Dita spelt out how 'capitalist globalisation' was creating poverty across wide areas of the Third World, and in the wake of poverty came war and horrible communal, ethnic and religious strife. Fighting this means 'not just economic policies but addressing the question of a political alternative. And we have to win solidarity from the working class in the West. The mobilisations on the streets of London, Washington, Rome, Tokyo are the sort of pressure we need. This can bring us much closer to socialism as another world that is possible.'
A sense of change
Some people expressed scepticism about the World Social Forum coming to India after the three previous successful forums in Porto Alegre, Brazil.
The movements in the subcontinent were on the retreat, they said, and the right wing forces that set Hindus against Muslims and middle castes against lower castes were advancing.
But the sceptics have been proved wrong. In the subcontinent, as in many other parts of the world, the 1980s and 1990s were years of retreat and demoralisation.
The resistance was often heroic. But it could not stop the advance of the right. But bringing living campaigns and activist organisations together with trade unions and young anti-capitalists from elsewhere in Asia and the wider world has begun to change the mood. This change can be felt here this weekend.
Voices from the WSF
'For more than 50 years we Indians and Pakistanis have been taught to hate each other. Ordinary people in Pakistan do not regard Indians as their enemies. It is our rulers that cultivate this hate and fear. The World Social Forum has helped bring us together. The Pakistani delegation has been welcomed by Indian delegates.'
Iqbal Uddin, Pakistan
'In south Asia communalism presents the greatest danger. In 2002 thousands of Muslims were murdered by Hindu extremists and that fact should shame all Indians. But the media here are adding fuel to the fire. They are using divide and rule tactics against us. I hope that the WSF can generate a new opposition to communalism and fundamentalism.'
Sanjeevani Kher, journalist, Mumbai, India
'In Bangladesh we can no longer speak freely about issues like the war on Iraq. So coming here is like liberation. It has inspired me to go back and fight for a truly democratic Bangladesh.'
Saidur Rahman, Bangladesh
'Caste is being used as a weapon by this BJP government. They say we are untouchable so we cannot expect good jobs. They want to keep us out of higher education, sometimes they even stop us at primary school. Here at the WSF we have found others who will fight alongside us. I have met some people in the trade unions here who will take up our cause.'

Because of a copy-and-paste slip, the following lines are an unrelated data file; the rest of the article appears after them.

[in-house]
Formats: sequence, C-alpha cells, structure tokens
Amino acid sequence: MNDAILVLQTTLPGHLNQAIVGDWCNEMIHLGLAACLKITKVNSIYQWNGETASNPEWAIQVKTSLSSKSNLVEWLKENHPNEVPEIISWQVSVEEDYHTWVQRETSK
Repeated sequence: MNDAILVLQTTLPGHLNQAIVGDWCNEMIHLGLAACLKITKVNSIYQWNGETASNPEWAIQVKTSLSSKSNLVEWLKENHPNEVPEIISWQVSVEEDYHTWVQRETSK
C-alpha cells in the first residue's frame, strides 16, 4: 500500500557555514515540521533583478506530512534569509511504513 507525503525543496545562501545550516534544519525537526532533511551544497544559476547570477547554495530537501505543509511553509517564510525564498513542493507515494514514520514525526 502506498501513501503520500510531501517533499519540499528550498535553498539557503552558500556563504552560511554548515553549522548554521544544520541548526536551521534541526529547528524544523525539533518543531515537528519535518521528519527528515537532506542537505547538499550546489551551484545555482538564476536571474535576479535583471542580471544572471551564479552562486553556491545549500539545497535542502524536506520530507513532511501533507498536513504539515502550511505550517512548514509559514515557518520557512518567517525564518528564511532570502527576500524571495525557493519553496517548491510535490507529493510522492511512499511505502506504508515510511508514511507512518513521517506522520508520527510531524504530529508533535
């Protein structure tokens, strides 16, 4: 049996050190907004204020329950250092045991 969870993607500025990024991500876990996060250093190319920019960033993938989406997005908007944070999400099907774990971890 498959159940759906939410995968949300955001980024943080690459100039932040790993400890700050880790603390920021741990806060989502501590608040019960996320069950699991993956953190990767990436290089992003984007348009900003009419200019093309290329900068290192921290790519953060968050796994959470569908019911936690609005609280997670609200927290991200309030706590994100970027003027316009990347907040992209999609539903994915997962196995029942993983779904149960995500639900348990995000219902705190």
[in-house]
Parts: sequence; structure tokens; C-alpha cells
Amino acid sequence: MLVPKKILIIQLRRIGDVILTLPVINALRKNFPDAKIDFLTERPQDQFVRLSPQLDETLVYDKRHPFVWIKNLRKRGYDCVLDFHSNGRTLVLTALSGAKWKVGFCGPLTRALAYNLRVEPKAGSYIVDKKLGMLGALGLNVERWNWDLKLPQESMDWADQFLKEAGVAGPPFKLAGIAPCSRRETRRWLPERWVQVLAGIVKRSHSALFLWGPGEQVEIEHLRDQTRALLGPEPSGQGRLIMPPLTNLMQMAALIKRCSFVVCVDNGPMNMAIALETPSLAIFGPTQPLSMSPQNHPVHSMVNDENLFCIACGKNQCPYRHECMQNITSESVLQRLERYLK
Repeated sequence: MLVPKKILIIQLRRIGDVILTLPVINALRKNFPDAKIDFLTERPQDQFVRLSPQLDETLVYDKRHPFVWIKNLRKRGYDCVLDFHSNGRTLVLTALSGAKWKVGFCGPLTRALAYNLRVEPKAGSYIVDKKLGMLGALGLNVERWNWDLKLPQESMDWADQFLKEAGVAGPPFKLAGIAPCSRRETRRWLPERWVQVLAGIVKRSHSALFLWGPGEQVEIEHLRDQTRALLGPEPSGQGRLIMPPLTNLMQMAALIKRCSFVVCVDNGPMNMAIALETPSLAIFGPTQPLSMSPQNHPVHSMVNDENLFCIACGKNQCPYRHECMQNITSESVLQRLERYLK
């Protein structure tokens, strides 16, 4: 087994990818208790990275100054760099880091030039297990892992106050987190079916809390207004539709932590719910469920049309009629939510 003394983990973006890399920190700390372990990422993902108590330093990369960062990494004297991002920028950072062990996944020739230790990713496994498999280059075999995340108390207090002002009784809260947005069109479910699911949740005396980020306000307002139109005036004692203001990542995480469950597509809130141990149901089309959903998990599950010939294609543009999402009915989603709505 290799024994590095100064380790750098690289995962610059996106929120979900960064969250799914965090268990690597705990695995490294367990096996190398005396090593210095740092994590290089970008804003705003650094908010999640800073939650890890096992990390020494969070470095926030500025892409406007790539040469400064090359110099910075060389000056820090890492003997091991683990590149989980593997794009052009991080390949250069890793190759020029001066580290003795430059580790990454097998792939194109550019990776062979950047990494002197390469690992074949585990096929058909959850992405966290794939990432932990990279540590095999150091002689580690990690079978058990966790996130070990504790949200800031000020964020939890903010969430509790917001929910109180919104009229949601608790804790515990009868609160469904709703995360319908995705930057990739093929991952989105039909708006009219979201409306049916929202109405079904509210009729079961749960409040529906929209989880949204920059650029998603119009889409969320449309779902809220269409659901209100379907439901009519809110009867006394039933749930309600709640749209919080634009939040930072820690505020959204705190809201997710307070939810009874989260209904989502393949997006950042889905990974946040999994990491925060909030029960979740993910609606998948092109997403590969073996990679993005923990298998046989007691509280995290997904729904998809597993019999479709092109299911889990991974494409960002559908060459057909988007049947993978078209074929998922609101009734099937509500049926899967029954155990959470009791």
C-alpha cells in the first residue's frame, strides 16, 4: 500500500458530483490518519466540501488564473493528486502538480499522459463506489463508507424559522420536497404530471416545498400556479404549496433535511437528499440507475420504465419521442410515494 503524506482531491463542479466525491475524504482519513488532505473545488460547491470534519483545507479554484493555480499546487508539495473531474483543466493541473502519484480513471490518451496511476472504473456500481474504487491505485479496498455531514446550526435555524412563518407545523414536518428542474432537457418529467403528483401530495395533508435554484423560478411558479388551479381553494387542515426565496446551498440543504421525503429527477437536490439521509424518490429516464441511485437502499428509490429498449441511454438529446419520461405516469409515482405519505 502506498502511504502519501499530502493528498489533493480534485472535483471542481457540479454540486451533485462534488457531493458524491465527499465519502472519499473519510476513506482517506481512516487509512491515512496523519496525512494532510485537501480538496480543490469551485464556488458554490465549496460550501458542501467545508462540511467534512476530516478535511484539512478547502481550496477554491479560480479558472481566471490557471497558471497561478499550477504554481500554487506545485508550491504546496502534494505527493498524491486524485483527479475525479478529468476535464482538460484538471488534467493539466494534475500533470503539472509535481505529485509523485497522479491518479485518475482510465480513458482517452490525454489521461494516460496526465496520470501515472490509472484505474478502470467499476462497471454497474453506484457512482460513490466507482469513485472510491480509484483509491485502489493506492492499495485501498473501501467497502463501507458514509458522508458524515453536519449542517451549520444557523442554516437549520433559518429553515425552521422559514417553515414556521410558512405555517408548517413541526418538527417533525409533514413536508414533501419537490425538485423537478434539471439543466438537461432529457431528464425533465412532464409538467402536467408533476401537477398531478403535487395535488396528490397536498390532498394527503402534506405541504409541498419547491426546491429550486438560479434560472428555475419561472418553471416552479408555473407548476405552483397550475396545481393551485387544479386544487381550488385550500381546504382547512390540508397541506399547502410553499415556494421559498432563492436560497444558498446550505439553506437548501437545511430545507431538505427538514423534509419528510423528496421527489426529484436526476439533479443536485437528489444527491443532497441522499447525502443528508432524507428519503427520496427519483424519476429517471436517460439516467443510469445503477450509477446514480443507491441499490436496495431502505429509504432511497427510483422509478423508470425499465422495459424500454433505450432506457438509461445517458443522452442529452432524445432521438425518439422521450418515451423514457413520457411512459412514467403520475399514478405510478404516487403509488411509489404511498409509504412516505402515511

Manesh Sarvgod, president of Ambedkar Student Association, India
'Many people think that Fiji is a small paradise country – how could we be affected by the war on Iraq? The US has come to my country and recruited mercenaries to act as security guards in Iraq. They know that our people are poor and vulnerable. So we have gone from being a testing ground for their nuclear weapons to the source of cheap expendable labour.'
Stanley Simpson, Pacific Network on Globalisation
'Palestine is today the symbol of the anti-war and anti-globalisation movements because it is a symbol of resistance as well as a symbol of oppression. People are raising the Palestinian flag in the same way an older generation raised the Vietnamese flag.'
Michael Warshawsky, Israeli activist
'I was with the one million who marched in London on 15 February last year. Many in the anti-war movement are not only opposed to war but also against neo-liberalism and in favour of economic justice.
'Those in Europe threatened with the loss of their job, or their pension, or their health service must be told that the poor of the Third World are not their enemies. It is the bosses of the multinationals that should be blamed.
'The poor of the world should come together. There is another power on the planet and it is here in Mumbai.'
Jeremy Corbyn, Labour MP, Britain